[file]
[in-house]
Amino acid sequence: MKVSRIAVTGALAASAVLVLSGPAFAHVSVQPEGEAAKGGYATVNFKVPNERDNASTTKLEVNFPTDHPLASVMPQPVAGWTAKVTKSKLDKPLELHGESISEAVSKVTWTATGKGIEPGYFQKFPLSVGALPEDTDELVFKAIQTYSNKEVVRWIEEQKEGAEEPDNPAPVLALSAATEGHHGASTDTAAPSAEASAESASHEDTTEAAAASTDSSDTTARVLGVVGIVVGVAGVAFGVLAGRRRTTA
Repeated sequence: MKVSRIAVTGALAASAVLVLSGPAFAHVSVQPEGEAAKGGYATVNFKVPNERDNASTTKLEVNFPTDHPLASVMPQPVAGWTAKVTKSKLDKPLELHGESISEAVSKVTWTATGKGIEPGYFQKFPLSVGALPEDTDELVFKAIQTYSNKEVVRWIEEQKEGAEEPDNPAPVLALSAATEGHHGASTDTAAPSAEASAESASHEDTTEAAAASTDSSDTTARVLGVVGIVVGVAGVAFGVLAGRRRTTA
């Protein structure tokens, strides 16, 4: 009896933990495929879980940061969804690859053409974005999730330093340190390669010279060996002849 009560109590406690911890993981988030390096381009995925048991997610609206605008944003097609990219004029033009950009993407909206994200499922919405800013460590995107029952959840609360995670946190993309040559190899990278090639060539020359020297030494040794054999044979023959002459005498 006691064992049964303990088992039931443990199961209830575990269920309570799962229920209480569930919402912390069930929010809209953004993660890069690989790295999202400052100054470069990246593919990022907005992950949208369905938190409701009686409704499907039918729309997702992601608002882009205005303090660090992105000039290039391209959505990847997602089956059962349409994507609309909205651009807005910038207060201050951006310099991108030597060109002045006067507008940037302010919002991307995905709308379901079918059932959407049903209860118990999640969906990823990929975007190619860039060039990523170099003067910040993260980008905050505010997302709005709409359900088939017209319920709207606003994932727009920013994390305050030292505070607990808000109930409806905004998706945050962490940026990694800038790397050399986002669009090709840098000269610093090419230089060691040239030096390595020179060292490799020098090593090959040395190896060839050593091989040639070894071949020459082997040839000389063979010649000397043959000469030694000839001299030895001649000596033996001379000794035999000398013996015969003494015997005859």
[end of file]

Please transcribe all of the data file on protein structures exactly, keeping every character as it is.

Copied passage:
[in-house]
Amino acid sequence: MKVSRIAVTGALAASAVLVLSGPAFAHVSVQPEGEAAKGGYATVNFKVPNERDNASTTKLEVNFPTDHPLASVMPQPVAGWTAKVTKSKLDKPLELHGESISEAVSKVTWTATGKGIEPGYFQKFPLSVGALPEDTDELVFKAIQTYSNKEVVRWIEEQKEGAEEPDNPAPVLALSAATEGHHGASTDTAAPSAEASAESASHEDTTEAAAASTDSSDTTARVLGVVGIVVGVAGVAFGVLAGRRRTTA
Repeated sequence: MKVSRIAVTGALAASAVLVLSGPAFAHVSVQPEGEAAKGGYATVNFKVPNERDNASTTKLEVNFPTDHPLASVMPQPVAGWTAKVTKSKLDKPLELHGESISEAVSKVTWTATGKGIEPGYFQKFPLSVGALPEDTDELVFKAIQTYSNKEVVRWIEEQKEGAEEPDNPAPVLALSAATEGHHGASTDTAAPSAEASAESASHEDTTEAAAASTDSSDTTARVLGVVGIVVGVAGVAFGVLAGRRRTTA
């Protein structure tokens, strides 16, 4: 009896933990495929879980940061969804690859053409974005999730330093340190390669010279060996002849 009560109590406690911890993981988030390096381009995925048991997610609206605008944003097609990219004029033009950009993407909206994200499922919405800013460590995107029952959840609360995670946190993309040559190899990278090639060539020359020297030494040794054999044979023959002459005498 006691064992049964303990088992039931443990199961209830575990269920309570799962229920209480569930919402912390069930929010809209953004993660890069690989790295999202400052100054470069990246593919990022907005992950949208369905938190409701009686409704499907039918729309997702992601608002882009205005303090660090992105000039290039391209959505990847997602089956059962349409994507609309909205651009807005910038207060201050951006310099991108030597060109002045006067507008940037302010919002991307995905709308379901079918059932959407049903209860118990999640969906990823990929975007190619860039060039990523170099003067910040993260980008905050505010997302709005709409359900088939017209319920709207606003994932727009920013994390305050030292505070607990808000109930409806905004998706945050962490940026990694800038790397050399986002669009090709840098000269610093090419230089060691040239030096390595020179060292490799020098090593090959040395190896060839050593091989040639070894071949020459082997040839000389063979010649000397043959000469030694000839001299030895001649000596033996001379000794035999000398013996015969003494015997005859």